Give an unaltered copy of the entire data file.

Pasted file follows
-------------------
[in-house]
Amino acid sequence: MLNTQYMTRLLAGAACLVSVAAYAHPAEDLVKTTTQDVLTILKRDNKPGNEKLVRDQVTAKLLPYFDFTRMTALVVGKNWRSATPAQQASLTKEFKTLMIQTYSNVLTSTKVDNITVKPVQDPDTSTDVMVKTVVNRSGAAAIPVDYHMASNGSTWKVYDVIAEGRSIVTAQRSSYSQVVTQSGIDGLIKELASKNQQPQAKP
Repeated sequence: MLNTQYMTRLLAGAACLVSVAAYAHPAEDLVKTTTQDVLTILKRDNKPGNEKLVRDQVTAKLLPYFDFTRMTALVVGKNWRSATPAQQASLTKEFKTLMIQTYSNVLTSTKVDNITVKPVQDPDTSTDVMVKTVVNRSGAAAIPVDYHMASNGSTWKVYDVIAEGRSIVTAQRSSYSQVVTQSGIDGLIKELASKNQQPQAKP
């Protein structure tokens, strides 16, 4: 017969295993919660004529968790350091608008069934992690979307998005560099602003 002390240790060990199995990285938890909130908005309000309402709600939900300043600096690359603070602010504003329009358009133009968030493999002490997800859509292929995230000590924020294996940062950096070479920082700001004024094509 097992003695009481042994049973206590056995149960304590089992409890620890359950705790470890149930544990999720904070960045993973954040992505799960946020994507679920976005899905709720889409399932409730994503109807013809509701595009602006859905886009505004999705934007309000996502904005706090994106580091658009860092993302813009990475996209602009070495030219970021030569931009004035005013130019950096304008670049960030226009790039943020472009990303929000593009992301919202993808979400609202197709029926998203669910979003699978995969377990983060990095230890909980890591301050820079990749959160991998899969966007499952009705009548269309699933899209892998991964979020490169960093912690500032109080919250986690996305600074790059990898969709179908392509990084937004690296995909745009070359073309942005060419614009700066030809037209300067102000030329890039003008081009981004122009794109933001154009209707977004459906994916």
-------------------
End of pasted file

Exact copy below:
[in-house]
Amino acid sequence: MLNTQYMTRLLAGAACLVSVAAYAHPAEDLVKTTTQDVLTILKRDNKPGNEKLVRDQVTAKLLPYFDFTRMTALVVGKNWRSATPAQQASLTKEFKTLMIQTYSNVLTSTKVDNITVKPVQDPDTSTDVMVKTVVNRSGAAAIPVDYHMASNGSTWKVYDVIAEGRSIVTAQRSSYSQVVTQSGIDGLIKELASKNQQPQAKP
Repeated sequence: MLNTQYMTRLLAGAACLVSVAAYAHPAEDLVKTTTQDVLTILKRDNKPGNEKLVRDQVTAKLLPYFDFTRMTALVVGKNWRSATPAQQASLTKEFKTLMIQTYSNVLTSTKVDNITVKPVQDPDTSTDVMVKTVVNRSGAAAIPVDYHMASNGSTWKVYDVIAEGRSIVTAQRSSYSQVVTQSGIDGLIKELASKNQQPQAKP
């Protein structure tokens, strides 16, 4: 017969295993919660004529968790350091608008069934992690979307998005560099602003 002390240790060990199995990285938890909130908005309000309402709600939900300043600096690359603070602010504003329009358009133009968030493999002490997800859509292929995230000590924020294996940062950096070479920082700001004024094509 097992003695009481042994049973206590056995149960304590089992409890620890359950705790470890149930544990999720904070960045993973954040992505799960946020994507679920976005899905709720889409399932409730994503109807013809509701595009602006859905886009505004999705934007309000996502904005706090994106580091658009860092993302813009990475996209602009070495030219970021030569931009004035005013130019950096304008670049960030226009790039943020472009990303929000593009992301919202993808979400609202197709029926998203669910979003699978995969377990983060990095230890909980890591301050820079990749959160991998899969966007499952009705009548269309699933899209892998991964979020490169960093912690500032109080919250986690996305600074790059990898969709179908392509990084937004690296995909745009070359073309942005060419614009700066030809037209300067102000030329890039003008081009981004122009794109933001154009209707977004459906994916």